sequence. Figure 1 shows that it is possible to obtain a 4-bit 

CRC by puncturing the CRC-32 code for a larger number of 

information bits, up to 148. 

 

Figure 1 Generating a 4-bit CRC by puncturing CRC-8 and 

CRC-32 

 

IV. RESULTS 

The probability of false positives (which is the same as 

 

the probability of undetected error) is the probability that the 

CRC indicates that the SIG bits have been received correctly 

when they have not, and should be as low as possible. A 

false positive detection on the CRC leads to unsuccessful 

attempts at trying to decode the data packet that follows the 

SIG, with erroneous information for example on MCS and 

length from the incorrectly decoded SIG bits. This leads to 

wasted power consumption. 

 

It is possible to use the closed-form expression for 

probability of undetected error, 𝑃!", in (1) below for the 

additive white Gaussian noise (AWGN) case where it is 

assumed that the information bits are uncoded, 𝑃!  is the 

probability of bit error in AWGN as a function of signal-to-

noise-ratio (SNR) given by 𝑃! = 0.5erfc 0.5SNR , erfc is 

the complementary error function, HW(𝑖) is the Hamming 

weight distribution of the code and 𝑁!   is the total number of 

coded bits (information + parity) [6]. 

 

 𝑃!" = HW(𝑖)𝑃!! 1 − 𝑃! !!!!!!!!                     (1) 

 

With 𝑁! = 42, we evaluate equation (1) above and plot 

 

the results in Figure 2 for the optimal CRC-4 code, the 

CRC-8 code with the 4 LSB puncture pattern 𝑐!𝑐!𝑐!𝑐! and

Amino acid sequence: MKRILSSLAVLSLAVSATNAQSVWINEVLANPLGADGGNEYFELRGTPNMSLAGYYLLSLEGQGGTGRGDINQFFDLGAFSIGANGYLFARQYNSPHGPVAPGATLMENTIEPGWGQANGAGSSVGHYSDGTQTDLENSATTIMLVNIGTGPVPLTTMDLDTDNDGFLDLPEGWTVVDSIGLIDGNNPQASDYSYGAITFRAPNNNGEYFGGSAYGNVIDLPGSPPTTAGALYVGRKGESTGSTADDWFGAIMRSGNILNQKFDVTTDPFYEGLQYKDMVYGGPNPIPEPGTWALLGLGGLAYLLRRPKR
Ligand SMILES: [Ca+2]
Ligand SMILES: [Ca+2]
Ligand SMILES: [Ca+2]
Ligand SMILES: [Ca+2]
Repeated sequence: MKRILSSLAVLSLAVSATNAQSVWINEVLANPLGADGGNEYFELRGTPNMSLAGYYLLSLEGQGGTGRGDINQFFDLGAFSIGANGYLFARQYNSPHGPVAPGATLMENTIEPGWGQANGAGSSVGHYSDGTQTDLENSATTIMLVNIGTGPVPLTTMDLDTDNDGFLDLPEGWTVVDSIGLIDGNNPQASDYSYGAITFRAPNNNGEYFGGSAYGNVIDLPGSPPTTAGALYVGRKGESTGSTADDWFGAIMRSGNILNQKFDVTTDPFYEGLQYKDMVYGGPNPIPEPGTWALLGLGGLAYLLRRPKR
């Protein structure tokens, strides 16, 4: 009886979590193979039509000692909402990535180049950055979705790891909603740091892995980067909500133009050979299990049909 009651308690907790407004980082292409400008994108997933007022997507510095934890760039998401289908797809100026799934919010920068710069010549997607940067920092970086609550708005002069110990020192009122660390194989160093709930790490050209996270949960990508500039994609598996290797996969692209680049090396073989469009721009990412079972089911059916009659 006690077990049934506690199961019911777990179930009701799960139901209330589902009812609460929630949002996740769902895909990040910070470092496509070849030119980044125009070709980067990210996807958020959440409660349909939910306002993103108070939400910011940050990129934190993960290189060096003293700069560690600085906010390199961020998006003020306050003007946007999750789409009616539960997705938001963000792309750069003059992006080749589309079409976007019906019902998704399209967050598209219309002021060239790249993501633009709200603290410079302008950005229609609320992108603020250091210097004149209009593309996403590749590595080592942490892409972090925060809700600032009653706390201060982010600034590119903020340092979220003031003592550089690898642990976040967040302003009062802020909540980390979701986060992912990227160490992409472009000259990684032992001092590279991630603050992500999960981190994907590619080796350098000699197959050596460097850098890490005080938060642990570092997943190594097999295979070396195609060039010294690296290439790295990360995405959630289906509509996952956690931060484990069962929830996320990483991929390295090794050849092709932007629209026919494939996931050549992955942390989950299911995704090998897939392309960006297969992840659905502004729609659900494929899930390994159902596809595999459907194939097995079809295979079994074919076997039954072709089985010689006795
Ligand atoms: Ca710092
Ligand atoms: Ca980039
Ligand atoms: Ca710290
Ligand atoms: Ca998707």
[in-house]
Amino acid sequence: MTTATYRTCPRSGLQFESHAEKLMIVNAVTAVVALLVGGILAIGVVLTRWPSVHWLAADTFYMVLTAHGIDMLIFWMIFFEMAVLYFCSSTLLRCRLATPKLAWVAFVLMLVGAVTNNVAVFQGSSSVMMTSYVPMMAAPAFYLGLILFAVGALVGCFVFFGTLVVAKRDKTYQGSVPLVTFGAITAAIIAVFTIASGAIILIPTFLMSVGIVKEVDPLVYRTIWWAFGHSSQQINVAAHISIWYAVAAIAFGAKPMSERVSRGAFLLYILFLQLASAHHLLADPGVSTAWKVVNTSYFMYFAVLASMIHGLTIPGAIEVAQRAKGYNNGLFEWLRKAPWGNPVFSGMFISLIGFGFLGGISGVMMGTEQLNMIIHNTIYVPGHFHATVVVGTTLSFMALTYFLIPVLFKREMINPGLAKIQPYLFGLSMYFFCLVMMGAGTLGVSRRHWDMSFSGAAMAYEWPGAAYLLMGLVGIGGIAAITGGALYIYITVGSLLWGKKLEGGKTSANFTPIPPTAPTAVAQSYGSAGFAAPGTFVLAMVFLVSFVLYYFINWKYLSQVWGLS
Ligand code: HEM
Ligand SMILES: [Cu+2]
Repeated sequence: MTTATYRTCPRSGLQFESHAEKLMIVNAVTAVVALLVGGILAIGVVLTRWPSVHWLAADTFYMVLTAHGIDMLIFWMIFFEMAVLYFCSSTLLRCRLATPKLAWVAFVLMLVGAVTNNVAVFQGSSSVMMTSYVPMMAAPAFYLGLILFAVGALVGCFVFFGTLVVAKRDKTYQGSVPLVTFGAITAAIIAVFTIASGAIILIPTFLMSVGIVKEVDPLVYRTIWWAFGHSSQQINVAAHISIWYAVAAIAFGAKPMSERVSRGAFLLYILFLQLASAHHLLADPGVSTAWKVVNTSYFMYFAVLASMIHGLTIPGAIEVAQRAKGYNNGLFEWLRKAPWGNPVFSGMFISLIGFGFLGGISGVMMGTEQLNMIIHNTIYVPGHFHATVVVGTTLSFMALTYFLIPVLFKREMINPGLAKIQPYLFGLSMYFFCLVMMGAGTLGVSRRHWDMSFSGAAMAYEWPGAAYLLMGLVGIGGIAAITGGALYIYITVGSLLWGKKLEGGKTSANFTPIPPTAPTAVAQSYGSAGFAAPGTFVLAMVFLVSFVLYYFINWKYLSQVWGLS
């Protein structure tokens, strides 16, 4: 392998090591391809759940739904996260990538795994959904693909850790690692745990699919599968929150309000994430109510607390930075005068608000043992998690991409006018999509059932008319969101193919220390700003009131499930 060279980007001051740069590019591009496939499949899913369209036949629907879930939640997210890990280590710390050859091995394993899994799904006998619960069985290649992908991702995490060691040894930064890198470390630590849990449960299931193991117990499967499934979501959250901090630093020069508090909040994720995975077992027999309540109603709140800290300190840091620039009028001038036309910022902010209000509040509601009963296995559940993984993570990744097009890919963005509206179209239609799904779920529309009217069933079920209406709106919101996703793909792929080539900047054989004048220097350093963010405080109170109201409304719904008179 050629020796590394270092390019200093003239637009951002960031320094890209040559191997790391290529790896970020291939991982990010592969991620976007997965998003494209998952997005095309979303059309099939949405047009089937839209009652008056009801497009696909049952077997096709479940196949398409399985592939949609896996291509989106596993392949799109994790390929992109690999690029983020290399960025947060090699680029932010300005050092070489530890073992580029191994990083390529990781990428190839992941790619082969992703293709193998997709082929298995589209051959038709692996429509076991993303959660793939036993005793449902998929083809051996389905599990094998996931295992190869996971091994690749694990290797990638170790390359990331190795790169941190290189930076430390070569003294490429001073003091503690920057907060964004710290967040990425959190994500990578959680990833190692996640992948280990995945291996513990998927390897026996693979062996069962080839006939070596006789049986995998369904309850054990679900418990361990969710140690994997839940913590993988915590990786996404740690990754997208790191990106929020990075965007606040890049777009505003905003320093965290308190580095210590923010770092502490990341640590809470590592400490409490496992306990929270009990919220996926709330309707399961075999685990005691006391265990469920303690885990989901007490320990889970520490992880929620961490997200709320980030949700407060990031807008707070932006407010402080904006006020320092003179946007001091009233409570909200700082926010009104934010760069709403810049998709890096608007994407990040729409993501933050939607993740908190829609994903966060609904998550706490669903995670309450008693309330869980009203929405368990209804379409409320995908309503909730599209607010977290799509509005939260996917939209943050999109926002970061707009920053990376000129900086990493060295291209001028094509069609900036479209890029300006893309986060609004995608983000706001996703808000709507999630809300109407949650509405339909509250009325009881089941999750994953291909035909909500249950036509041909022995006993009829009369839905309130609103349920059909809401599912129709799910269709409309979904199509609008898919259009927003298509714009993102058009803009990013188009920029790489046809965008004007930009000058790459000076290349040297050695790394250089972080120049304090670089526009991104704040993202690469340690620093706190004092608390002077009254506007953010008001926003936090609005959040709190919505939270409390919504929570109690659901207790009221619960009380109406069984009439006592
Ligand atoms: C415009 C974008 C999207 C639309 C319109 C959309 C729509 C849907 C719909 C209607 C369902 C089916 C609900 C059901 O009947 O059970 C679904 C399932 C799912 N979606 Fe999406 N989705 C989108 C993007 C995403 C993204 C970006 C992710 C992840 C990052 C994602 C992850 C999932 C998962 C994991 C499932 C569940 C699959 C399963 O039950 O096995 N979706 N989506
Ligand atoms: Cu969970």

the CRC-8 code with puncture pattern 𝑐!𝑐!𝑐!𝑐!. It is clear 

that the 4 LSB puncture pattern performs significantly worse 

than the pattern 𝑐!𝑐!𝑐!𝑐! which is very close in performance 

to the optimal CRC-4. However, it may be argued that bit 

interleaved coded modulation (BICM) is used on the SIG 

bits in 802.11ah and hence the result for uncoded bits in 

Figure 2 does not apply there. Hence, in order to evaluate 

the various puncture patterns obtained from Section III 

using BICM, simulations were performed to obtain the 

probability of false positives. 

 

 

 

 

Figure 2 Theoretical 𝑃𝑢𝑑 performance. 

 

From Tables 1 and 2 above, we see that the 7 

combinations of parity bits in Table 2 are a subset of those 

in Table 1. Since it would be desirable to have the same 

puncture pattern for both 1 MHz and 2 MHz modes, these 7, 

along with the 4 MSBs, 4 LSBS and the optimum CRC-4 

were simulated in order to choose a common puncture 

pattern. 

 

Figure 3 shows the false positive rate for the 1 MHz mode 

in AWGN. The SIG field was generated according to the 

description in Section II, and ideal channel estimation and 

detection were assumed. The SIG error rate does not depend 

on the CRC chosen, but we see that there is almost a 1 dB